The new nineteenth edition of the Bluebook will begin shipping in a few days and this blog will report on any interesting changes. In the meantime, some general observations about the Bluebook:
As page one of the current eighteenth edition notes, the bulk of the Bluebook applies to "the law journal publication process," while a much shorter section near the beginning, printed on light blue paper, applies to "practicing lawyers" (just over 20 pages, not including a local rule list). The front and back inside covers contain citation examples that directly compare the law journal and real-world formats, respectively.
Wait. The bulk of the Bluebook is not geared toward actual lawyering? Is this a bad thing? Or could the few practicing attorney pages be the answer to commentator and humorist calls for simpler citation rules?
On the last question, yes and no. The practicing attorney pages do concisely cover the most common citations (cases, statutes, articles, etc.) and reduce some lily-gilding (e.g., no large and small caps; see front and back covers, as well as page 24). However, obscure citations, found outside the practitioner pages, cut the other way. Where a law journal editor can simply look up obscure citations in the main part of the Bluebook, the practicing attorney must look up such citations and convert them (e.g., change large and small caps). Depending on the number of obscure citations, such conversions can be burdensome.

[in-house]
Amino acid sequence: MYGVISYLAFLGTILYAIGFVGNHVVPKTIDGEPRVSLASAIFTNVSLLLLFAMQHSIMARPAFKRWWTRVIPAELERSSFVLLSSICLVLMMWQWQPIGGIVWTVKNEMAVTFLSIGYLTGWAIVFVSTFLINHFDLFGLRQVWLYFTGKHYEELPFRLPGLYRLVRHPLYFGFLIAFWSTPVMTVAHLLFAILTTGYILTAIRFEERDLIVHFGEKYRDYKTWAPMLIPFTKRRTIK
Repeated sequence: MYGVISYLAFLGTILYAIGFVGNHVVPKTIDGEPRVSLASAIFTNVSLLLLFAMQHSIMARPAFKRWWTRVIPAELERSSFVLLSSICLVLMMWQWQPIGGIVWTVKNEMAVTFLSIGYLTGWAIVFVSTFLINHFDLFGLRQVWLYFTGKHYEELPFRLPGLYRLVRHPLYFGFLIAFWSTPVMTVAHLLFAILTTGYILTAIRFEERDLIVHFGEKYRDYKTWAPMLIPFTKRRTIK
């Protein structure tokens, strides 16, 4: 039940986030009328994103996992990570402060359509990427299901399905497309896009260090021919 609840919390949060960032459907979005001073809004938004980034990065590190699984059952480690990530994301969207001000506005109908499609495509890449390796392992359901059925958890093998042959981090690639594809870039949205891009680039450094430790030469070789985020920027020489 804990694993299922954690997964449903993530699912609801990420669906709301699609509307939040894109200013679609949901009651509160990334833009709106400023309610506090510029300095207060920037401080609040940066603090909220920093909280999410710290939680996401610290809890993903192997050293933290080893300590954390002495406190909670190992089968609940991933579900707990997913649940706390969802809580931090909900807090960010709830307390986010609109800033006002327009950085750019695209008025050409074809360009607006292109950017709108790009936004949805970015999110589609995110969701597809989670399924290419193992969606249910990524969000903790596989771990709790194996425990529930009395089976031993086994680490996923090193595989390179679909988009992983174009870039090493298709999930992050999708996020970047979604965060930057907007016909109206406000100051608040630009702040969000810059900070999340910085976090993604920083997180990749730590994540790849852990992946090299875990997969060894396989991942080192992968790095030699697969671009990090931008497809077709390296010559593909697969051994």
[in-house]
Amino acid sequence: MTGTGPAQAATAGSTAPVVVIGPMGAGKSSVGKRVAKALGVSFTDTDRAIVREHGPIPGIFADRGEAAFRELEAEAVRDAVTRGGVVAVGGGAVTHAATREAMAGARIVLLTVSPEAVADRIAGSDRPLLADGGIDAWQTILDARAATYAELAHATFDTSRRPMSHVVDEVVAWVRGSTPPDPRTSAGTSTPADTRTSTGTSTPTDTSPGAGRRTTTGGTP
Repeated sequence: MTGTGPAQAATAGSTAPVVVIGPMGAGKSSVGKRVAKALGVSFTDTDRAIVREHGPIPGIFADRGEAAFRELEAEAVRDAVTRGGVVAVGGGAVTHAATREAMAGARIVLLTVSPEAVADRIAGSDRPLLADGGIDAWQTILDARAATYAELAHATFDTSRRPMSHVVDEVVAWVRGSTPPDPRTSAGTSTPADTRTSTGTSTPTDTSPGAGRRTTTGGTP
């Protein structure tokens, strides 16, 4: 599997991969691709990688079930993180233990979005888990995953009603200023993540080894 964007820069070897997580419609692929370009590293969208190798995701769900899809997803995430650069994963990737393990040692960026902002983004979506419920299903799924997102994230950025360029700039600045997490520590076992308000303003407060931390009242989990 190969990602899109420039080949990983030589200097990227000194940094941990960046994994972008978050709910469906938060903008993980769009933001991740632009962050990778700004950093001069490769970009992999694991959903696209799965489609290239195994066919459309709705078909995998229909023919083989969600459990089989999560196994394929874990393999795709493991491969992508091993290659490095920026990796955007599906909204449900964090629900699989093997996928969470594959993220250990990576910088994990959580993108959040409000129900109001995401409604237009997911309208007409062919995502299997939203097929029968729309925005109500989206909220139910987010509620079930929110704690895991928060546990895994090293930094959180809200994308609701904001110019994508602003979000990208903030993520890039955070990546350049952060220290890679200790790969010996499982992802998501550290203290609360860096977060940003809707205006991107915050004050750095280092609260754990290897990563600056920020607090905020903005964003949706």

Having said this, no citation system can be completely simple and pain-free, because the canon remains wide open to new sources (e.g., blogs) and, in turn, new citation rules. The Bluebook, and any other citation system, cannot avoid the tension between consistency and variety, simplicity and complexity—although practice can reduce that tension by making the complex familiar. We will soon see how complex the familiar has become, when the new Bluebook edition arrives.